Untitled Crown Point Press Nude (Legs Crossed), 1998
Untitled Crown Point Press Nude
(Foot Up), 1998
A key figure in American Art, Nathan Oliveira (1928-2010) was a persistently individualistic artist who took his own path in defiance of the ideology of the time. With an unshakable concern for the figure, Oliveira was a prominent member of the Bay Area Figurative Movement, along with Richard Diebenkorn, David Park, Elmer Bischoff and others. A resident of Palo Alto, he taught at Stanford University for 32 years as a Professor of Studio Art. In 1959, Oliveira gained early fame as a painter, when four of his works were selected by Peter Selz for his curatorial debut exhibition, New Images of Man, at the Museum of Modern Art in NY.
Nathan Oliveira started exploring the theme of the solitary figure in the 1950s, following the dictates of his personal manifesto,“make things out of paint”. Standing apart from his Abstract Expressionist peers, Oliveira’s early inspiration and influence came from the Expressionist Max Beckmann, whom he studied with at Mills College in Oakland. He also had a great affinity for Giacometti, Dubuffet and de Kooning. They were artist’s artists; with de Kooning, he could discuss the elusiveness of the human figure and the ephemeral experience of seeing it within the canvas. Oliveira’s subjects were drawn from within, from his internal quest to understand the human condition and our collective need to understand our place in the universe. Oliveira painted to create spaces with no visible beginnings or boundaries. “I am an abstract painter who finds the figure.” His variations of the abstracted human figure in ambiguous, mysterious spaces were a constant theme throughout his career and can be seen in his paintings, monotypes, watercolors and sculptures.
Oliveira identified the most important characteristics of his work as chance, risk and gesture, which he combined with a personal concern for the more traditional aspects of figure painting. The apotheosis of his style evolved from his search for an expressive relationship between form and space that found resonance in his presentation of the single figure. The human touch, so often absent in Contemporary work, is always present in the work of Nathan Oliveira.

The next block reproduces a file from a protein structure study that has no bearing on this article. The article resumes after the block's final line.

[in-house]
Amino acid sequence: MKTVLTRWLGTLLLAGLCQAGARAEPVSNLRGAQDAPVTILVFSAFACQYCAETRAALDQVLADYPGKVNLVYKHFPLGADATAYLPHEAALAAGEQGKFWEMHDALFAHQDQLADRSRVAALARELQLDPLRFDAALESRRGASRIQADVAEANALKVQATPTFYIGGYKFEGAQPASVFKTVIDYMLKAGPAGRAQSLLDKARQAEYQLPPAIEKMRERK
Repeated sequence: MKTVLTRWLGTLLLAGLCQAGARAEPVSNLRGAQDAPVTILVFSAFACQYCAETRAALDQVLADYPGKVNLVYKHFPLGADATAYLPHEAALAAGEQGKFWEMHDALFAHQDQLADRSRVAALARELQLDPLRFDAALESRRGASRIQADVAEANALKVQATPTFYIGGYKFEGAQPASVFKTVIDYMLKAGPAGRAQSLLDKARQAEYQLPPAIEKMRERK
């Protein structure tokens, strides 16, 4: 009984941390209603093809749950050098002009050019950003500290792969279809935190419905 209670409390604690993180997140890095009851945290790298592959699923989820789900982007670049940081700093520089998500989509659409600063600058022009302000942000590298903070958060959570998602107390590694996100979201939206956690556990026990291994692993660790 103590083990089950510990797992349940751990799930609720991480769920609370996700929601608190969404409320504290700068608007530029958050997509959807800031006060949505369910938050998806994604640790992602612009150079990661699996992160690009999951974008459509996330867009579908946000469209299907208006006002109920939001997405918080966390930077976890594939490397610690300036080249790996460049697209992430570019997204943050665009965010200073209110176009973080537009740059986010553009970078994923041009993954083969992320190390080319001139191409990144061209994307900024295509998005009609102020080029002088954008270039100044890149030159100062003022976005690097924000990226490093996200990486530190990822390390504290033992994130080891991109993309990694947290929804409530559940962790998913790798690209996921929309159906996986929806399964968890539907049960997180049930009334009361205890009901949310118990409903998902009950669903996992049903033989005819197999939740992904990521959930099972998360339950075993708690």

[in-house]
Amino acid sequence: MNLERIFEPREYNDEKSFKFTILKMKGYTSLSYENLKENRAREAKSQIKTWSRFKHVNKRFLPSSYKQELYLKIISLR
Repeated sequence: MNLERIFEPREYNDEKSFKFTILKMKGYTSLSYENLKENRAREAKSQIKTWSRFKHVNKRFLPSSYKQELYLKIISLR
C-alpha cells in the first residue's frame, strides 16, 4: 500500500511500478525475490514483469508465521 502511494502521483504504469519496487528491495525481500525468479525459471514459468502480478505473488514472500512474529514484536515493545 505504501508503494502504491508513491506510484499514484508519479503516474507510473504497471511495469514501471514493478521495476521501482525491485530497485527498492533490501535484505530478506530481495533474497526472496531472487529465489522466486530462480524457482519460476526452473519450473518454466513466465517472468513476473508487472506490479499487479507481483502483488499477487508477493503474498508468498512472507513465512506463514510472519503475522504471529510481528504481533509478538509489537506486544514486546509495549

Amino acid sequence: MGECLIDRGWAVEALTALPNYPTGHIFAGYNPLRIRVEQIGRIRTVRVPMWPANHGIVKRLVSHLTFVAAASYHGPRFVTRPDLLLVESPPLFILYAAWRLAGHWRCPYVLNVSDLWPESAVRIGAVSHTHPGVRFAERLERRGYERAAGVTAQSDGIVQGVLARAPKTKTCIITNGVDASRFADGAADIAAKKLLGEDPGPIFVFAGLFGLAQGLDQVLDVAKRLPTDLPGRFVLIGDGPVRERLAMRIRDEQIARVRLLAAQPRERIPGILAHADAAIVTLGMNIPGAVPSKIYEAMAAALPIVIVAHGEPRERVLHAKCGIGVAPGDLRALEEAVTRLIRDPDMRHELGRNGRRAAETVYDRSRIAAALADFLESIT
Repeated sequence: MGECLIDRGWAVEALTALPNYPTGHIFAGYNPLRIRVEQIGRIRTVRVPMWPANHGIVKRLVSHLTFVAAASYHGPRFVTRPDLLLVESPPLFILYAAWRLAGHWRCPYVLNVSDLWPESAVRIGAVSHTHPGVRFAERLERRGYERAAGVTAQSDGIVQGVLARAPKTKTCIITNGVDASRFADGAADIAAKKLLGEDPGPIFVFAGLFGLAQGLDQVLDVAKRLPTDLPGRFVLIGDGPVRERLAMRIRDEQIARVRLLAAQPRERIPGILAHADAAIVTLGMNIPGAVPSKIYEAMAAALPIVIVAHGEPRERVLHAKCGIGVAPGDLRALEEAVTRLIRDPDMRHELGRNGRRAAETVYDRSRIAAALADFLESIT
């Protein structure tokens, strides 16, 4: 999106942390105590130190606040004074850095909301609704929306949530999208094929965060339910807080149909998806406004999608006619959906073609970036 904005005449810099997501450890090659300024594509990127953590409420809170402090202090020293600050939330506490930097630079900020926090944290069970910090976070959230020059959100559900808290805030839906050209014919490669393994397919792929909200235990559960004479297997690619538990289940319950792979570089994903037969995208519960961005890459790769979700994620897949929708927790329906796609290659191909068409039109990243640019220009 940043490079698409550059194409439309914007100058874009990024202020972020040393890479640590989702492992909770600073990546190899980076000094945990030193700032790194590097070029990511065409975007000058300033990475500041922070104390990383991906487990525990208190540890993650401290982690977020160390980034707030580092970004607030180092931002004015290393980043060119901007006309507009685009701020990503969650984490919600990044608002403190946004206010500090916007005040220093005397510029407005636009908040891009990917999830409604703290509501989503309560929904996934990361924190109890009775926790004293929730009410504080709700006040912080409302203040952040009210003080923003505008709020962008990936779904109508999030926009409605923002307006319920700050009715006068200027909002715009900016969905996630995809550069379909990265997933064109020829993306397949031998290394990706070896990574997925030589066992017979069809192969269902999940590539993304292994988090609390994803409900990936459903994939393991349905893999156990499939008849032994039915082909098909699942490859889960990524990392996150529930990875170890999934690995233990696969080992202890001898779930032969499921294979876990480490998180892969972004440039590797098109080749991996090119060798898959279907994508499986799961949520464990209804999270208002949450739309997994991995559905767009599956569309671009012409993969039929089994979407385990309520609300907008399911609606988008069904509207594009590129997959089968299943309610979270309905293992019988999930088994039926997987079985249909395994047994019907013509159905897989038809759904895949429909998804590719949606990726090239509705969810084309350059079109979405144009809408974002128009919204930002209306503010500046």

SELECTED PUBLIC COLLECTIONS
Academy of Art, Honolulu, HI
Achenbach Foundation for Graphic Art, San Francisco, CA
Art Institute of Chicago, Chicago, IL
Bibliotheque Nationale, Paris, France
Boston Museum of Fine Arts, Boston, MA
Brooklyn Museum, Brooklyn, NY
Butler Institute of American Art, Youngstown, OH
The Carnegie Institute, Pittsburgh, PA
The Contemporary Museum, Honolulu, HI
Corcoran Gallery of Art, Washington, D.C.
Dallas Museum of Art, Dallas, TX
De Saisset Museum, University of Santa Clara, CA
E. & J. Pennell Collection, Library of Congress, Washington, D.C.
Grunwald Center for Graphic Arts, Los Angeles, CA
Hirshhorn Museum and Sculpture Garden, Smithsonian Institution, Washington, D.C.
Herbert F. Johnson Museum of Art, Cornell University, Ithaca, NY
Kent State University, Kent, OH
Metropolitan Museum of Art, New York, NY
Mills College, Oakland, CA
Museum of Modern Art, New York, NY
National Academy, New York, NY
National Collection Australia, Melbourne, Australia
National Collection of Fine Arts, Johnson Wax Collection, Washington, D.C.
Norton Simon Museum, Pasadena, CA
Oakland Art Museum, Oakland, CA
Orange County Museum of Art, Orange County, CA
Philadelphia Museum of Art, Philadelphia, PA
San Diego Museum of Contemporary Art, San Diego, CA
San Francisco Museum of Modern Art, San Francisco, CA
Smithsonian Institution, Washington, D.C.
Solomon R. Guggenheim Museum, New York, NY
Stanford University Museum of Art, Stanford, CA
St. Louis Art Museum, St. Louis, MO
Syracuse University, Syracuse, NY
Tate Gallery, London, UK
University of California, Berkeley, CA
University of Houston, Houston, TX
University of Southern California, Los Angeles, CA
Walker Art Center, Minneapolis, MN
Whitney Museum of American Art, New York, NY
Wichita Museum of Art, Wichita, KS Yale University, New Haven, CT